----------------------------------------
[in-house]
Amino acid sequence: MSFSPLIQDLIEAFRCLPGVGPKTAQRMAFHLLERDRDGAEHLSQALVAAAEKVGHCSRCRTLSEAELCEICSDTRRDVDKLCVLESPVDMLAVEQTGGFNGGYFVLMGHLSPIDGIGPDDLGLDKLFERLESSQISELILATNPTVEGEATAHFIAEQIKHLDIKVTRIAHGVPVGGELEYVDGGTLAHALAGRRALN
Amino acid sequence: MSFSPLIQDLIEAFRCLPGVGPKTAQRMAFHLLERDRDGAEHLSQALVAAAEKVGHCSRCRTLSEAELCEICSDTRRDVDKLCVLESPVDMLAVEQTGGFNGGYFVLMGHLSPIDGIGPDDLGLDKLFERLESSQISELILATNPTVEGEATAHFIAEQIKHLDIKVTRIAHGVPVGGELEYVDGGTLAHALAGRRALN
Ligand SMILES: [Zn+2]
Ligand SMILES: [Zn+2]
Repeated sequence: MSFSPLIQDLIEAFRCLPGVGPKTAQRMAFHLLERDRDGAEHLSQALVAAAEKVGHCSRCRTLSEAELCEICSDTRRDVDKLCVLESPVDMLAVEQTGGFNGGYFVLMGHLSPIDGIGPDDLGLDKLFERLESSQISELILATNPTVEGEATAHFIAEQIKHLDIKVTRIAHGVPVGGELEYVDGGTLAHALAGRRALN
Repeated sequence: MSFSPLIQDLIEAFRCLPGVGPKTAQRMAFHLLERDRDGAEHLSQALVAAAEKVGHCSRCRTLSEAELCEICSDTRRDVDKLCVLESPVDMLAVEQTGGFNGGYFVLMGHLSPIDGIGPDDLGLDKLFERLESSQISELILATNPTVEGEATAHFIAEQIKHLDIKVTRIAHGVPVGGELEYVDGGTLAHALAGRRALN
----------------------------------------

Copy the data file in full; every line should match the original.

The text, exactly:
[in-house]
Amino acid sequence: MSFSPLIQDLIEAFRCLPGVGPKTAQRMAFHLLERDRDGAEHLSQALVAAAEKVGHCSRCRTLSEAELCEICSDTRRDVDKLCVLESPVDMLAVEQTGGFNGGYFVLMGHLSPIDGIGPDDLGLDKLFERLESSQISELILATNPTVEGEATAHFIAEQIKHLDIKVTRIAHGVPVGGELEYVDGGTLAHALAGRRALN
Amino acid sequence: MSFSPLIQDLIEAFRCLPGVGPKTAQRMAFHLLERDRDGAEHLSQALVAAAEKVGHCSRCRTLSEAELCEICSDTRRDVDKLCVLESPVDMLAVEQTGGFNGGYFVLMGHLSPIDGIGPDDLGLDKLFERLESSQISELILATNPTVEGEATAHFIAEQIKHLDIKVTRIAHGVPVGGELEYVDGGTLAHALAGRRALN
Ligand SMILES: [Zn+2]
Ligand SMILES: [Zn+2]
Repeated sequence: MSFSPLIQDLIEAFRCLPGVGPKTAQRMAFHLLERDRDGAEHLSQALVAAAEKVGHCSRCRTLSEAELCEICSDTRRDVDKLCVLESPVDMLAVEQTGGFNGGYFVLMGHLSPIDGIGPDDLGLDKLFERLESSQISELILATNPTVEGEATAHFIAEQIKHLDIKVTRIAHGVPVGGELEYVDGGTLAHALAGRRALN
Repeated sequence: MSFSPLIQDLIEAFRCLPGVGPKTAQRMAFHLLERDRDGAEHLSQALVAAAEKVGHCSRCRTLSEAELCEICSDTRRDVDKLCVLESPVDMLAVEQTGGFNGGYFVLMGHLSPIDGIGPDDLGLDKLFERLESSQISELILATNPTVEGEATAHFIAEQIKHLDIKVTRIAHGVPVGGELEYVDGGTLAHALAGRRALN